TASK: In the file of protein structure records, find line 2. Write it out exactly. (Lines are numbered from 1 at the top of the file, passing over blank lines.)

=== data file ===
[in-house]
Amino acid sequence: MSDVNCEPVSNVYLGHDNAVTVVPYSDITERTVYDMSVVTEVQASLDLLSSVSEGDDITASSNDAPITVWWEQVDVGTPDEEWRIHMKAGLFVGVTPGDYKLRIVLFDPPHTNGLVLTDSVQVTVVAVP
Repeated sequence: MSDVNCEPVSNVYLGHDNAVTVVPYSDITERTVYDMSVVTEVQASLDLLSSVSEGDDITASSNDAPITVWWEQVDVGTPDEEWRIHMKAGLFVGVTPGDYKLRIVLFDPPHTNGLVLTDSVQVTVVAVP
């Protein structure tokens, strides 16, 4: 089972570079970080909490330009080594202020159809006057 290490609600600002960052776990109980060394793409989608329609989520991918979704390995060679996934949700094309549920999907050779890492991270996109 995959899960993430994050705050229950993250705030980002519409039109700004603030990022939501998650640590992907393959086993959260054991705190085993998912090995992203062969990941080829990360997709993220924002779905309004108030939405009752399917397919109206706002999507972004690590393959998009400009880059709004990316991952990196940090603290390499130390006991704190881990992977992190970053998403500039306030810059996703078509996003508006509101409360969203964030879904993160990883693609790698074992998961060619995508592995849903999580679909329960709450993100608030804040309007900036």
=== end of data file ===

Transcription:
Amino acid sequence: MSDVNCEPVSNVYLGHDNAVTVVPYSDITERTVYDMSVVTEVQASLDLLSSVSEGDDITASSNDAPITVWWEQVDVGTPDEEWRIHMKAGLFVGVTPGDYKLRIVLFDPPHTNGLVLTDSVQVTVVAVP